High Holy Days at USH
High Holy Days at USH 2016 - 5777
Join us for a relaxed and meaningful egalitarian High Holy Day experience at the United Synagogue of Hoboken!
Some services are free and open to the public,. and some services require registration and donation in advance; see the schedule below.
Tickets for High Holy Days at USH
Tickets are available for USH members at no extra charge and will be sent following receipt of the membership application and initial payment.
If you would like to attend services for which tickets are required as indicated above, we encourage you to become a member of the United Synagogue of Hoboken. We are an open, inclusive, and eclectic congregation. There is a place for YOU in our community! Please note that if you are under age 27 or over age 69, or a full-time student, the cost of USH membership may be significantly less than the cost of tickets. Application may be found on this website, www.hobokensynagogue.org/membership/
If you are a USH member, the cost may be added to your account. Please note that if you are a USH member, you will automatically be charged the "member's guest" charge. This would be a good time to login if you have not already done so.
If you are not a USH member, we expect you to pay for the tickets at the time you complete the form. For help, or reduced prices, please contact Mike Shaw, Membership VP, email@example.com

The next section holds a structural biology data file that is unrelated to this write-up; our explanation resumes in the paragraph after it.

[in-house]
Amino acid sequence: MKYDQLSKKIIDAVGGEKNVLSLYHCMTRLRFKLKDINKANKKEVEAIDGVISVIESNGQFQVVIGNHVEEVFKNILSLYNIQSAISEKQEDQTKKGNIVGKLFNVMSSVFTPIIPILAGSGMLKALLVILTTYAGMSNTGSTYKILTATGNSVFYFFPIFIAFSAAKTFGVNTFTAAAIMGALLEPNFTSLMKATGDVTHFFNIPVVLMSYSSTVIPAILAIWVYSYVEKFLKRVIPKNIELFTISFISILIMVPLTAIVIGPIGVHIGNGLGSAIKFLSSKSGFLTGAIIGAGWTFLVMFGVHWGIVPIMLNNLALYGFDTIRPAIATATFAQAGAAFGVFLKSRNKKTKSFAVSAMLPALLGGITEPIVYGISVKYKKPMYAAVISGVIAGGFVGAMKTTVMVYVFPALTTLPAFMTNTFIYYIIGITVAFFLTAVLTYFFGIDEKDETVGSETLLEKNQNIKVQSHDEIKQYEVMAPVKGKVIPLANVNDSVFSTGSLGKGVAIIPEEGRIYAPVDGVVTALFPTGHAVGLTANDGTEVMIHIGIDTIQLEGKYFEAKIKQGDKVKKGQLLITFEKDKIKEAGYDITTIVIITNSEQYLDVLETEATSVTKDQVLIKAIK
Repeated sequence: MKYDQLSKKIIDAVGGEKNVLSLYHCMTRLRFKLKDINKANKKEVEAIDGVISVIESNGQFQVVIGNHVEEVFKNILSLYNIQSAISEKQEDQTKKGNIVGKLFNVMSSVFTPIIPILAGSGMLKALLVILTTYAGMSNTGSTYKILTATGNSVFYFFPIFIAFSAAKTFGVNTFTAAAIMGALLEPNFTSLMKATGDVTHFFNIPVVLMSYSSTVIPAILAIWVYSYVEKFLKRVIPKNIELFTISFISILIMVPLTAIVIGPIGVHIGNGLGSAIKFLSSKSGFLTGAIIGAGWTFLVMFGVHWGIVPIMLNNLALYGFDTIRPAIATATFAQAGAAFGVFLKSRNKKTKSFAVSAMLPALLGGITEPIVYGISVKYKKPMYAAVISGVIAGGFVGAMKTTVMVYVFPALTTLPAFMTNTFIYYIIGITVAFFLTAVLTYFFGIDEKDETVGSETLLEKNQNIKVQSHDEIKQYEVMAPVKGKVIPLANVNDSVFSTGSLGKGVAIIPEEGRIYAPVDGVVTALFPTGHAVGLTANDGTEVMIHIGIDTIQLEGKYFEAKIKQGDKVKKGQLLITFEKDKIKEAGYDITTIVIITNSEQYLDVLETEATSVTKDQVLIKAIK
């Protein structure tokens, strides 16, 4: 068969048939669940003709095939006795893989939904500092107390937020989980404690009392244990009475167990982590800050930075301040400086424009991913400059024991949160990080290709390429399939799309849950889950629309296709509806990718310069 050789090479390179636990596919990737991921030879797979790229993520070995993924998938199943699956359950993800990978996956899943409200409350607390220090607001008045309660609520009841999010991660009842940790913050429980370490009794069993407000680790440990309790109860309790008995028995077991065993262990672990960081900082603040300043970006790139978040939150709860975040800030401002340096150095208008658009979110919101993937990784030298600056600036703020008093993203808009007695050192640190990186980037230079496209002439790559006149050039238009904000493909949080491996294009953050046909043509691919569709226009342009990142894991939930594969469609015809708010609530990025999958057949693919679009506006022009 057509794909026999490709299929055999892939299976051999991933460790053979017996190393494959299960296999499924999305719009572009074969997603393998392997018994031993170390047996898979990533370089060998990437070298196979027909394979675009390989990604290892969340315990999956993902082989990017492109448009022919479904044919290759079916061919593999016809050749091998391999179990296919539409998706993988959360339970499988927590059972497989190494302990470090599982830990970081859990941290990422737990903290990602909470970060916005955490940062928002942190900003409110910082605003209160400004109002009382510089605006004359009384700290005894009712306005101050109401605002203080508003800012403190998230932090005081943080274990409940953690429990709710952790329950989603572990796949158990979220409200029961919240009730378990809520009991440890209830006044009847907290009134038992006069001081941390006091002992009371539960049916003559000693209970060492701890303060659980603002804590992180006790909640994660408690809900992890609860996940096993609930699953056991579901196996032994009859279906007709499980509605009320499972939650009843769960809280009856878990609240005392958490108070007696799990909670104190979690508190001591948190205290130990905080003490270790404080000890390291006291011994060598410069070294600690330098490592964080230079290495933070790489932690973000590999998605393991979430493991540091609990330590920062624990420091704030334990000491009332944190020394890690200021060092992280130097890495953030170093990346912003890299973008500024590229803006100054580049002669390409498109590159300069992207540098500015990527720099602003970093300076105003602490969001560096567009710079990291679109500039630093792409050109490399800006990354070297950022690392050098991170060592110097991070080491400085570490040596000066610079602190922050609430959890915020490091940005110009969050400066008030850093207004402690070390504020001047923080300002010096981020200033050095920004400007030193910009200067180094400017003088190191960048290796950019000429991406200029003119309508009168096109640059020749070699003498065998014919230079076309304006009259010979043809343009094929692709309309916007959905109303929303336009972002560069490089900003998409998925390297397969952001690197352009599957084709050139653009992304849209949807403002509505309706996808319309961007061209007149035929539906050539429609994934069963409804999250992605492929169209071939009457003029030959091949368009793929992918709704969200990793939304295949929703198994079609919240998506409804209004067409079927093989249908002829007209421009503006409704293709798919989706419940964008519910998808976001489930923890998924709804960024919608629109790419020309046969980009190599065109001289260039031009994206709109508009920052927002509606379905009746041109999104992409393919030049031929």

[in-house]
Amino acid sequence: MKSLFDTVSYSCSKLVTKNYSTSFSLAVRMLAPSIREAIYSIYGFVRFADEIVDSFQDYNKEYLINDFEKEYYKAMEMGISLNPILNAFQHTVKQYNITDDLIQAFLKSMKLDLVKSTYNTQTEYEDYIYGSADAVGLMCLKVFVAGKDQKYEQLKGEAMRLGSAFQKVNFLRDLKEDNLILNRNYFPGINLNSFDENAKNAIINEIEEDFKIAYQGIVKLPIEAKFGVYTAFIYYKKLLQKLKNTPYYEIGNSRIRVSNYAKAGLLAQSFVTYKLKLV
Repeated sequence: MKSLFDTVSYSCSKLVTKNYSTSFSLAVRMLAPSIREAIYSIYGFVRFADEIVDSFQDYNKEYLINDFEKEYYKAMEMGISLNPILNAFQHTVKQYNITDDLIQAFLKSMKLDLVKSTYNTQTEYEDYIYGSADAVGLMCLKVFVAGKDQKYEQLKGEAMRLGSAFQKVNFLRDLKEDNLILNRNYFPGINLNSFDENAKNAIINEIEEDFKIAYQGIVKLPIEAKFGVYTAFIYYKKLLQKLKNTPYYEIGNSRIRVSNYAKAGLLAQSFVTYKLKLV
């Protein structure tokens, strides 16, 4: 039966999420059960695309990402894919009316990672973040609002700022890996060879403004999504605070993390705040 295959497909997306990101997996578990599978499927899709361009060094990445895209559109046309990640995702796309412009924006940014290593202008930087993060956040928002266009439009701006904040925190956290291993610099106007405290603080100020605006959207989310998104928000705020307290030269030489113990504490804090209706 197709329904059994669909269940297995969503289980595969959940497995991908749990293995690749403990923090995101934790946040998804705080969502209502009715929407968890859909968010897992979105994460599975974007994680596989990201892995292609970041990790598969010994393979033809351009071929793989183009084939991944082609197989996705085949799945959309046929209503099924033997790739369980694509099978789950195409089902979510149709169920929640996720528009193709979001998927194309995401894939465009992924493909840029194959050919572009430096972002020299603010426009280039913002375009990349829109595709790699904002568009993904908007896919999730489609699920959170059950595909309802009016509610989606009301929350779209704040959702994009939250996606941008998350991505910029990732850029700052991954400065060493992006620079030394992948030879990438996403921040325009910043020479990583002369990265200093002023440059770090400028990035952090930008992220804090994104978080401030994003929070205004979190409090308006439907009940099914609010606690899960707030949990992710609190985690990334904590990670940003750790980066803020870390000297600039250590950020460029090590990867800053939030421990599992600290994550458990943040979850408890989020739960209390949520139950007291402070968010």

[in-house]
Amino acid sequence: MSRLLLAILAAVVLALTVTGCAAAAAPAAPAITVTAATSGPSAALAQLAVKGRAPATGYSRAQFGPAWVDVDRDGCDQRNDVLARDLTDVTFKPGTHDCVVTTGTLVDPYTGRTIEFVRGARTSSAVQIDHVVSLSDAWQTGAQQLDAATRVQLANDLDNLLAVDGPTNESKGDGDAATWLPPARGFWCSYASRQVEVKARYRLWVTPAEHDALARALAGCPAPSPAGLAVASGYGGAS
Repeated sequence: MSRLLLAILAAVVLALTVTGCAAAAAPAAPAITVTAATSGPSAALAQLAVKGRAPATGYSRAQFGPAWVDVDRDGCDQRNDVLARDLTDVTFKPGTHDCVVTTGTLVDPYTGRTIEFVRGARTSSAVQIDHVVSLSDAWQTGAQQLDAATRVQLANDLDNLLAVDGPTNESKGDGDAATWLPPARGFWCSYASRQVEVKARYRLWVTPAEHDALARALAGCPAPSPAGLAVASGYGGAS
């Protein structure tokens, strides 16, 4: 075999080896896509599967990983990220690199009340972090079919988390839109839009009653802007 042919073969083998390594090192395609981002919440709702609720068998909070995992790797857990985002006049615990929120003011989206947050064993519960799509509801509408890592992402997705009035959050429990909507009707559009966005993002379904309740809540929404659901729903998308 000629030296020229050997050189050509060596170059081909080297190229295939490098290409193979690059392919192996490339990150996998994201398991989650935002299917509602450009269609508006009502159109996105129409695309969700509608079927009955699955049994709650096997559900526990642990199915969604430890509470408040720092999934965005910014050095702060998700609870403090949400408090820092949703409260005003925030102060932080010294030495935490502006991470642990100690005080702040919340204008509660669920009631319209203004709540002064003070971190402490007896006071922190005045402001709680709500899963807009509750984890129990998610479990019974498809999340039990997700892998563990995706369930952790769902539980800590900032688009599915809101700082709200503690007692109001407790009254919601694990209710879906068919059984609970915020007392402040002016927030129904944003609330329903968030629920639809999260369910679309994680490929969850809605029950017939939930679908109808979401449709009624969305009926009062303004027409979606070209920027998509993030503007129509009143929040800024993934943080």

Youth services, activities, and child care registration
Child care is available per the schedule of services above. Complete and submit this form to register for child care. Child care implies that the parent or guardian will not be with the child. If you wish to use this service, you must complete the form, so we have advance notice of how many teachers to have available. There is an optional donation of $25 associated with this service.
Interactive music program for children age 5 and under with parent
Rosh Hashanah: Oct 3rd and 4th, 10:00am-11:00am, followed by Kiddush
Yom Kippur: Oct 12th, 10:00-11:00am
*This program is free and open to the community but a $36 donation to the synagogue is appreciated. Click here to make a contribution to "Interactive music program" http://www.hobokensynagogue.org/form/donation-form.html
Activities and family services geared to children age 5-12 and their families